Opportunists exploit migration data to take cheap shots at Maori

Sunday Star Times 2 January 2011 (longer unedited version)

 by Rawiri Taonui



 Analysis of more than 1,400 radio carbon dates from 47 Polynesian has thrown up some groundbreaking ideas - none more interesting than the proposition that East Polynesia was settled several hundred years later, but much faster than previously thought. After migrants arrived in Tahiti in 1025-1120AD the remainder of East Polynesia was settled via an intense migratory “pulse” between 1190-1290AD probably driven by population growth,technical innovation in sailing vessels, climatic change or environmental disaster.  Opportunists have exaggerated or misrepresented the findings of this specialised but narrow study to cast a negative light on a number of Māori issues in a manner echoing the Warrior Gene debate of 2007. 

The 1250 date for New Zealand has been misrepresented as “new”. One of the researchers, ProfessorAtholl Anderson proposed it in 1999.   Discussion has overlooked that the proposed chronology is based on just 200 of the 1,400 radiocarbon dates canvasses, which although they produce higher precision narrowertimeframes, set aside several hundred more equally important broader rangesamples suggesting Tahiti, the Northern Cooks, New Zealand and Easter Island weresettled as early as 350BC. The researchers admit their hypothesis is “falsifiable” – another piece of a larger puzzle not the lastword on the subject. For instance, rising Holocene sea levels beginning from about12,000 years ago did not reach current levels until around 600AD which may haveobliterated the earliest coastal sites. Rather than a negative for Māori achievement, the new proposition suggests East Polynesian seafarers achieved an unprecedented rate of dispersal in prehistory settling more than 500 islands within just 200 years.


It included long migratory voyages across open water without western navigational instruments to Hawaii, New Zealand and Easter Island at a time when European mariners clung nervously to the coastlines of Europe and the Mediterranean several hundred years before Christopher Columbus accidently bumped into the Americas.   The suggestion that the previous 800AD date for the settlement of New Zealand came from Māori oral tradition is also misleading – that date was the standard fare of 1980s archaeology.   There are also no authentic oral traditions that measure dates in years. Those that do stem from the discredited work of European scholar Percy Stephenson Smith who claimed Kupe discovered New Zealand while sailing from Rarotonga toward a rather rare conjunction of the setting sun, moon and Venus on November 27 925AD. The conjunction never occurred that month – though it did on November 27 1896 when Smith was on board a steamer from Rarotonga to New Zealand.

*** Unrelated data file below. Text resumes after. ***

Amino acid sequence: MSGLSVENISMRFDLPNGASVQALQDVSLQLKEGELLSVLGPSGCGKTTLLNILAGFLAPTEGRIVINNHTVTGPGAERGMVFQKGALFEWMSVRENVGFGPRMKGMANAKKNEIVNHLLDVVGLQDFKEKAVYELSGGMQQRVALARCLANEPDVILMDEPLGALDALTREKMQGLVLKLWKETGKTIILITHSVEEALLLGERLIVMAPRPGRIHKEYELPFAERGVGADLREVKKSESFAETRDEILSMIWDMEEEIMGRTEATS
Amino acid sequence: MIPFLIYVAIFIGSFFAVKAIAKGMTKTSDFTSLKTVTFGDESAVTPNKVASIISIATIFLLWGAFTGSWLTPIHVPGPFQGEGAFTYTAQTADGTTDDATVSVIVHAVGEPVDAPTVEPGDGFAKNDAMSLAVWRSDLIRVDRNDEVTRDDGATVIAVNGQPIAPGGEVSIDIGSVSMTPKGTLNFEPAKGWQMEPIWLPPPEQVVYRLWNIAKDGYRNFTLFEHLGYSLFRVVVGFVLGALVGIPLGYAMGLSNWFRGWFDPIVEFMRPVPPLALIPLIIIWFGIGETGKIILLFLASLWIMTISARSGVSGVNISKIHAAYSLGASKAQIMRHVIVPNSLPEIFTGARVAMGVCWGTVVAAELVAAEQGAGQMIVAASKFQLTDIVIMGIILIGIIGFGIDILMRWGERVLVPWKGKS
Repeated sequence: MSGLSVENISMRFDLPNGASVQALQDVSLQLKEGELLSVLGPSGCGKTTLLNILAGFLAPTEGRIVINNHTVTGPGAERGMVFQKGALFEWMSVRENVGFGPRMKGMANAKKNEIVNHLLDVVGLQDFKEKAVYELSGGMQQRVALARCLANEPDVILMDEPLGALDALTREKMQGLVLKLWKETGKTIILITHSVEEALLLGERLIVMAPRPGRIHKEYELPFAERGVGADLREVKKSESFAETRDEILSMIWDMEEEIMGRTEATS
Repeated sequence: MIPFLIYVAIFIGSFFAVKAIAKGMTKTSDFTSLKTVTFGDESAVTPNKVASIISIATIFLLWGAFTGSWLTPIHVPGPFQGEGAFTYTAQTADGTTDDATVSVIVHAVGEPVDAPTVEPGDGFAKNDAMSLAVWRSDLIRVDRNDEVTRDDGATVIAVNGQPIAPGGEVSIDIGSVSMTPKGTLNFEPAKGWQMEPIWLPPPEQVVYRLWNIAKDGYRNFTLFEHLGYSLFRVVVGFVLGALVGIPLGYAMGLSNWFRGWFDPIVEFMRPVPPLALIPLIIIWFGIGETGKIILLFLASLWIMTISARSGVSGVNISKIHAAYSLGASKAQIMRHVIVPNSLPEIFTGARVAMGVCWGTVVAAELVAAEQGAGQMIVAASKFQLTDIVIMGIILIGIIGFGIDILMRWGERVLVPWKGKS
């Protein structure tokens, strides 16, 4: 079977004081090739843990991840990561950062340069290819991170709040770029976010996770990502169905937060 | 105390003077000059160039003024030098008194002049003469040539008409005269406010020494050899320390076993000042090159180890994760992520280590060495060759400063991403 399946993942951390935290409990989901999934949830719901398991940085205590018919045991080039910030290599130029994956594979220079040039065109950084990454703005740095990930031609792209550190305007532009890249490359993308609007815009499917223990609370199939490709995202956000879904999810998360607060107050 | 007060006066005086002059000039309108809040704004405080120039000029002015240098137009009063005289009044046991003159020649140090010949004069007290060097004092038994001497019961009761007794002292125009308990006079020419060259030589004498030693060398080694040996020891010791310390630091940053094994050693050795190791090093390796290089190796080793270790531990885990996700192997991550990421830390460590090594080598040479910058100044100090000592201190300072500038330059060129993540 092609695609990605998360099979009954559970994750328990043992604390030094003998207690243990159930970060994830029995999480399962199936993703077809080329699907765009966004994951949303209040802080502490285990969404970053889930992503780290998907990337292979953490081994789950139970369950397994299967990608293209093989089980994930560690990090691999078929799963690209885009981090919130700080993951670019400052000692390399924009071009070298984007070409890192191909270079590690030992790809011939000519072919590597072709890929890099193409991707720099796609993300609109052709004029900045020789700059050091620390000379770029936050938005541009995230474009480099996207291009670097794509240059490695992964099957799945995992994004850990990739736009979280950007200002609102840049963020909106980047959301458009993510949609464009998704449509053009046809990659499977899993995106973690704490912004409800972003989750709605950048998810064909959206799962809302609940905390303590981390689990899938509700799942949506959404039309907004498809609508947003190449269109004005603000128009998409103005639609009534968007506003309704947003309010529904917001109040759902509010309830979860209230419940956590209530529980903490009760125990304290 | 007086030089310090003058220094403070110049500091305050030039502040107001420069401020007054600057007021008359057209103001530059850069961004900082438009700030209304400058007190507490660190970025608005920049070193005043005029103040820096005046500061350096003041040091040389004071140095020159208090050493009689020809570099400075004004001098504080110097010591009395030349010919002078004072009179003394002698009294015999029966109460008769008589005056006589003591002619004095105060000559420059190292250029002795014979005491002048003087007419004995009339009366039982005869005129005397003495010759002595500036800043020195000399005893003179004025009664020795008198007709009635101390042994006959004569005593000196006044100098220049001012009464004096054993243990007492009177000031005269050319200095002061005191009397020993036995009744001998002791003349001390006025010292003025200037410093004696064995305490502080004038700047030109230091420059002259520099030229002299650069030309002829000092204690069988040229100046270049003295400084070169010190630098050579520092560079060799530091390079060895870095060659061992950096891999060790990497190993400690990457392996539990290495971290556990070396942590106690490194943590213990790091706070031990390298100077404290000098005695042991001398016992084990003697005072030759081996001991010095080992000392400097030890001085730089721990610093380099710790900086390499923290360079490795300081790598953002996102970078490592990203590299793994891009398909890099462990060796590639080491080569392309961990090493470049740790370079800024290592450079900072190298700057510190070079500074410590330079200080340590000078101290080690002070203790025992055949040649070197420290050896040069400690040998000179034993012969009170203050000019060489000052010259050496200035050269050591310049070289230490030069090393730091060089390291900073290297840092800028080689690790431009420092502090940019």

He also misused a 42-generation genealogy to date Māori arrival. Beyond 20-30generations Māori genealogies display a range of specialised techniques. The one Smith used comprises collateral lines tacked end-to-end for the purposes ofrecital - properly interpreted it collapses to about 30 generations, which coincidentally converts to around 1200AD.   He chose one discoverer to fit a Western model of Māori history that existed only in his mind. Māori oral traditions name 30 Kupe-type ancestors.


These were “founders not discoverers” - each tribe or region honouring the first of their communities to settle an area, just as the English named Captain James Cook as the discoverer of New Zealand despite knowing Māori and Abel Tasman arrived before him.   Unfortunately, some Māori continue to promulgate Smith’s thesis but this is more of postcolonial intellectual indoctrination rather than the integrity of original traditions.


 The research also has no bearing on the Waitangi Tribunal. Its  main concern is identifying which tribes occupied what lands in 1840 and how those lands were stolen. Oral histories assist the former, but more importantly, the bulk of the Tribunal’s work investigates post-1840 land theft, the evidence for which rests exclusively on the Crown’s vast self-indicting records, not oral history. 

  Use of the study to question Māori indigenous status is disingenuously.  Professor Anderson described it as “illogical.”The United Nations defines indigenous people as the descendants of the first occupiersof a land who have a distinct culture and language. Whether Māori arrived in350BC or 1250AD - the fact remains they beat Europeans to our foreshores by several hundred years.     


The UN also describes indigenes as colonised peoples whose lands were stolen, culture, lifeways and languages disrupted, and who continue to suffer discrimination and prejudice. The asinine anti-Māori comments this week reinforce the latter is alive and well – perhaps even 2,360 years after first settlement.


Dr Taonui is writing a book on Māori origins and oral traditions to be published by the University of Hawaii Press  – rtaonui@xtra.co.nz




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